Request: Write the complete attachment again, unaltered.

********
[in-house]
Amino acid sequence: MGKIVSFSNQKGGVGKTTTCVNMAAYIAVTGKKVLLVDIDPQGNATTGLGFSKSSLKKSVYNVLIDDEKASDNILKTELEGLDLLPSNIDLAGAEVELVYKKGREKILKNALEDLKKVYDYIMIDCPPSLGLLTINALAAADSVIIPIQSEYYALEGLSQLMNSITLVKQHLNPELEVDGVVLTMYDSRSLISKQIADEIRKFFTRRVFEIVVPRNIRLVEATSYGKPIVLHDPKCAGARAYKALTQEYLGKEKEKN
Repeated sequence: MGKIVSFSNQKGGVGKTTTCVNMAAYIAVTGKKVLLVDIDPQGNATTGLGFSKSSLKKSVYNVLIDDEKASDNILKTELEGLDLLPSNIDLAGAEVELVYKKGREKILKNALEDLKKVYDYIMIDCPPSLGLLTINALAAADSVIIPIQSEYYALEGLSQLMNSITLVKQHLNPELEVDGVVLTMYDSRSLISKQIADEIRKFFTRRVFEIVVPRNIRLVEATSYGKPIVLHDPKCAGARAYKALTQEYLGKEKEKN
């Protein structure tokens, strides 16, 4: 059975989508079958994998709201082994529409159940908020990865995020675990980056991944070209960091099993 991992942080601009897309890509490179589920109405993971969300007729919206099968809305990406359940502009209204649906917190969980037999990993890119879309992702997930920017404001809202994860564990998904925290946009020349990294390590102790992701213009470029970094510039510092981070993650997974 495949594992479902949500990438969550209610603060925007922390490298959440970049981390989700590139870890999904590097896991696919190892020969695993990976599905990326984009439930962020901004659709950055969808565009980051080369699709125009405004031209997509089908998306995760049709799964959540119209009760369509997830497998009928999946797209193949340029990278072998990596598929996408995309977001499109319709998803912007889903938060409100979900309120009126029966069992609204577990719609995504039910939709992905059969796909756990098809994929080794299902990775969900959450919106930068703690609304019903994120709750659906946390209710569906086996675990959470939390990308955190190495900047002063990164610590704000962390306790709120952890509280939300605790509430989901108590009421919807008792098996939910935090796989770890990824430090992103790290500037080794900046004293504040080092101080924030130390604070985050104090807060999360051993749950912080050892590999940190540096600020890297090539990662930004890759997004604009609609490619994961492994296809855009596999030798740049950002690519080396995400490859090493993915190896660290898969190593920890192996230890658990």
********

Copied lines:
[in-house]
Amino acid sequence: MGKIVSFSNQKGGVGKTTTCVNMAAYIAVTGKKVLLVDIDPQGNATTGLGFSKSSLKKSVYNVLIDDEKASDNILKTELEGLDLLPSNIDLAGAEVELVYKKGREKILKNALEDLKKVYDYIMIDCPPSLGLLTINALAAADSVIIPIQSEYYALEGLSQLMNSITLVKQHLNPELEVDGVVLTMYDSRSLISKQIADEIRKFFTRRVFEIVVPRNIRLVEATSYGKPIVLHDPKCAGARAYKALTQEYLGKEKEKN
Repeated sequence: MGKIVSFSNQKGGVGKTTTCVNMAAYIAVTGKKVLLVDIDPQGNATTGLGFSKSSLKKSVYNVLIDDEKASDNILKTELEGLDLLPSNIDLAGAEVELVYKKGREKILKNALEDLKKVYDYIMIDCPPSLGLLTINALAAADSVIIPIQSEYYALEGLSQLMNSITLVKQHLNPELEVDGVVLTMYDSRSLISKQIADEIRKFFTRRVFEIVVPRNIRLVEATSYGKPIVLHDPKCAGARAYKALTQEYLGKEKEKN
């Protein structure tokens, strides 16, 4: 059975989508079958994998709201082994529409159940908020990865995020675990980056991944070209960091099993 991992942080601009897309890509490179589920109405993971969300007729919206099968809305990406359940502009209204649906917190969980037999990993890119879309992702997930920017404001809202994860564990998904925290946009020349990294390590102790992701213009470029970094510039510092981070993650997974 495949594992479902949500990438969550209610603060925007922390490298959440970049981390989700590139870890999904590097896991696919190892020969695993990976599905990326984009439930962020901004659709950055969808565009980051080369699709125009405004031209997509089908998306995760049709799964959540119209009760369509997830497998009928999946797209193949340029990278072998990596598929996408995309977001499109319709998803912007889903938060409100979900309120009126029966069992609204577990719609995504039910939709992905059969796909756990098809994929080794299902990775969900959450919106930068703690609304019903994120709750659906946390209710569906086996675990959470939390990308955190190495900047002063990164610590704000962390306790709120952890509280939300605790509430989901108590009421919807008792098996939910935090796989770890990824430090992103790290500037080794900046004293504040080092101080924030130390604070985050104090807060999360051993749950912080050892590999940190540096600020890297090539990662930004890759997004604009609609490619994961492994296809855009596999030798740049950002690519080396995400490859090493993915190896660290898969190593920890192996230890658990």